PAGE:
Throwback Thursday

20 years ago this month:

  • Accepting the recommendation of the Commission on Judicial Performance, the Mississippi Supreme Court removed a judge who (1) during a dispute between a pastor and several members of a church, issued an ex parte temporary restraining order against the pastor without notice, had the pastor arrested on several occasions, went to the church during a disturbance, and refused to allow the pastor to press charges against church members as a result of a disturbance; (2) had ex parte communications about tickets and dismissed cases without a hearing; (3) signed an execution of judgement without authority; (4) handled fine and bond money contrary to statute and loaned litigants money; (5) without authority, allowed a defendant to plead to lesser charges; and (6) after being served with a formal complaint by the Commission, ordered constables and court staff to give him relevant official and unofficial notes and evidence and threatened punishment for contempt if they failed to comply. Commission on Judicial Performance v. Dodds, 680 So. 2d 180 (Mississippi 1996).
  • The New York State Commission on Judicial Conduct censured a judge who had stated to a woman who had appeared in court to pay a fine the judge had imposed on her son that he did not want “mom or dad” to pay the fine, and, without provocation, loudly and angrily called her a “god-dam, interfering, middle-aged bitch” and her son a “stupid shit.” In the Matter of Mahon, Determination (New York State Commission on Judicial Conduct August 8, 1996).
  • Based on an agreed statement of facts and joint recommendation, the New York State Commission on Judicial Conduct censured a judge who had refused to release a defendant because he had been required to get out of bed to conduct the arraignment. In the Matter of McKevitt, Determination (New York State Commission on Judicial Conduct August 8, 1996).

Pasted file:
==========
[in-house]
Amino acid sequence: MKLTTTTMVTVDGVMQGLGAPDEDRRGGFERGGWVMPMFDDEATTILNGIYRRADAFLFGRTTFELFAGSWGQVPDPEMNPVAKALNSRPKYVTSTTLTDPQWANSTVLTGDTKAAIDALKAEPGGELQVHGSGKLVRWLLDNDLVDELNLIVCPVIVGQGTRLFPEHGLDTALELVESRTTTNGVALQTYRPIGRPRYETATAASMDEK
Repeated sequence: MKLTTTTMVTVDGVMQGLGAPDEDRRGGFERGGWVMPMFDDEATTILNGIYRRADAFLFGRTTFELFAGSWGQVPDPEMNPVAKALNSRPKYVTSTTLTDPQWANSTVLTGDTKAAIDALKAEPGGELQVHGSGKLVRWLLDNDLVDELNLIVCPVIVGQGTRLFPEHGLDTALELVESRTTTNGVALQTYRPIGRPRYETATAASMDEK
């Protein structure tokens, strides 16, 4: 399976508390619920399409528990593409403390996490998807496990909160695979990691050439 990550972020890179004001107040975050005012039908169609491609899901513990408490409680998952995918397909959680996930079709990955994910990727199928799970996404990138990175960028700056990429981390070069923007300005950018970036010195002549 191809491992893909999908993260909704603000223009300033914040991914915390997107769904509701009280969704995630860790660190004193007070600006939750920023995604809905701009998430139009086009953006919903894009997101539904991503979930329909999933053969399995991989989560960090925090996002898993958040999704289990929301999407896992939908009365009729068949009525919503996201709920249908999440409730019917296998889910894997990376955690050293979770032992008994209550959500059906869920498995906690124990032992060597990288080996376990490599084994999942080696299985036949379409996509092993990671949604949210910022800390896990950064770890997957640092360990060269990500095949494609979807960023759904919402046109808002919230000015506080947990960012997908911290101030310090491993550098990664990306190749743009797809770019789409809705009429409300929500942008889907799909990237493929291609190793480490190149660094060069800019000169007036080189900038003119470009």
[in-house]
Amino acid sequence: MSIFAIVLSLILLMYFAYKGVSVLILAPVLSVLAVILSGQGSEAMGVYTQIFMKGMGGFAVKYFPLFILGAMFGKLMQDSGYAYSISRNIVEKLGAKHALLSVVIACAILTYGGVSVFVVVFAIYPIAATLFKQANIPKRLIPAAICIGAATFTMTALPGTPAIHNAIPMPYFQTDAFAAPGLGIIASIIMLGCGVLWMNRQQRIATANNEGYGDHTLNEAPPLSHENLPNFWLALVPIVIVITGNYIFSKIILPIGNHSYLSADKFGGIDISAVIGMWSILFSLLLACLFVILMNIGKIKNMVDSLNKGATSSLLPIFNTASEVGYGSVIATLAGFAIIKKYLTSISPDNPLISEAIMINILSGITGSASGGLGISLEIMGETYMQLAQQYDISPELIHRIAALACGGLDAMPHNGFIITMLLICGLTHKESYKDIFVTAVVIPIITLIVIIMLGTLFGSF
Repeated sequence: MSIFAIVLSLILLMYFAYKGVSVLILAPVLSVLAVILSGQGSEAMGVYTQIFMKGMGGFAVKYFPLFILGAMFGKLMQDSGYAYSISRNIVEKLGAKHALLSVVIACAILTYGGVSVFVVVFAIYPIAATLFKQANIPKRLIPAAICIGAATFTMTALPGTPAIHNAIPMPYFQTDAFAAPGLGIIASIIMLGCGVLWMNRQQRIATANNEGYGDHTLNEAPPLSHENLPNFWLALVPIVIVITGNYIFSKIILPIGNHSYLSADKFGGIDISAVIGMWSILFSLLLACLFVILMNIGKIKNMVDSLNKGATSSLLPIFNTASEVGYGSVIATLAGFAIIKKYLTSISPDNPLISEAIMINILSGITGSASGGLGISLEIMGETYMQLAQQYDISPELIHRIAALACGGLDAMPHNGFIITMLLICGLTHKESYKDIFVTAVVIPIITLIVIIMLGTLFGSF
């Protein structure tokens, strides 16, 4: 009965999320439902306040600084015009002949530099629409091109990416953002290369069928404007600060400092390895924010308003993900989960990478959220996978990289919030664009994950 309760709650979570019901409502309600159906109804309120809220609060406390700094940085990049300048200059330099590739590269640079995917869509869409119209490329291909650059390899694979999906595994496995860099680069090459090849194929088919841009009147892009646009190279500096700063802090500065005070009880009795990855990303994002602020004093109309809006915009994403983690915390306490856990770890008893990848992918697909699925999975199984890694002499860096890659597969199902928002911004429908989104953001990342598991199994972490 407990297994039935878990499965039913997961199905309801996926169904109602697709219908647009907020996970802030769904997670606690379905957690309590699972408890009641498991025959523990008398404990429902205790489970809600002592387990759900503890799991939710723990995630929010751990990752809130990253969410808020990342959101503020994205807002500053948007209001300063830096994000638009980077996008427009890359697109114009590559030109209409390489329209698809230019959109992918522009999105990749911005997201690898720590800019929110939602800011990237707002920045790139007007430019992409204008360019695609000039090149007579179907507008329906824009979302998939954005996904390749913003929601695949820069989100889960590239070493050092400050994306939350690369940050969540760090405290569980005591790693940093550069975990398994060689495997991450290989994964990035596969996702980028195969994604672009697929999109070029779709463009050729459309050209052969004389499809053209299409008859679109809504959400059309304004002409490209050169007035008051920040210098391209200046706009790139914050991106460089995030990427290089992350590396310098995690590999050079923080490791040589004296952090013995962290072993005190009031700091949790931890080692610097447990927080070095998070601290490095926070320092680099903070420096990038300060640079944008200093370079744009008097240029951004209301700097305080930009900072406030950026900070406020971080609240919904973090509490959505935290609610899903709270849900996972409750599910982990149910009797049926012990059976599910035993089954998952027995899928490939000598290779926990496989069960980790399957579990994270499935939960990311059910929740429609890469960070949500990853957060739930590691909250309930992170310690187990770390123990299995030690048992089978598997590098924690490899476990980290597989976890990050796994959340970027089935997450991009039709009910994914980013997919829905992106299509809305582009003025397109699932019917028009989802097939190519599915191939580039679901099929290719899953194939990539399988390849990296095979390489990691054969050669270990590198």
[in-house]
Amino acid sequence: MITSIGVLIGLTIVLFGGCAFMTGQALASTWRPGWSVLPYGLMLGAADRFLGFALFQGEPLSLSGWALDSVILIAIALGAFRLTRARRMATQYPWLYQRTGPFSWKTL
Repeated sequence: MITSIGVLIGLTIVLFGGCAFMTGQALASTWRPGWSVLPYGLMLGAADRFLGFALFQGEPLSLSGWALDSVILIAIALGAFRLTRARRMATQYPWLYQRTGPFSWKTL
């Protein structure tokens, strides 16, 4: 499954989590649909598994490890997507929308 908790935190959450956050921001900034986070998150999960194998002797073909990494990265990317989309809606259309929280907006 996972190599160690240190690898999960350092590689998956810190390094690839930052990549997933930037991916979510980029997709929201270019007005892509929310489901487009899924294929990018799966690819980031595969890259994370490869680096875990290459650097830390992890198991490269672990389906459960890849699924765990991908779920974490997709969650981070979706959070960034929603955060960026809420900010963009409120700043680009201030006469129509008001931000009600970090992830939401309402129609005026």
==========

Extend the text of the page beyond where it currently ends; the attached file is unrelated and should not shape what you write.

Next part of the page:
• Based on an agreed statement of facts and joint recommendation, the New York State Commission on Judicial Conduct censured a judge who (1) after another judge with whom she had had a close, personal, and intimate relationship married another women, obtained confidential records from the matrimonial proceedings of his new wife; (2) sent approximately 60 anonymous and harassing mailings containing malicious, vituperative, and derisive statements about the other judge and his wife to newspapers, businesses, their relatives, friends, neighbors, and others; and (3) accepted a bargained guilty plea from a defendant without advising him or defense counsel that she had received a note from the jury. In the Matter of Miller, Determination (New York State Commission on Judicial Conduct August 14, 1996).
  • Pursuant to a stipulation, the Washington State Commission on Judicial Conduct censured a judge who had a consensual sexual relationship with a judicial secretary for 1 or 2 months. In re Fritzler, Stipulation and Order of Censure (Washington State Commission on Judicial Conduct August 9, 1996).

 

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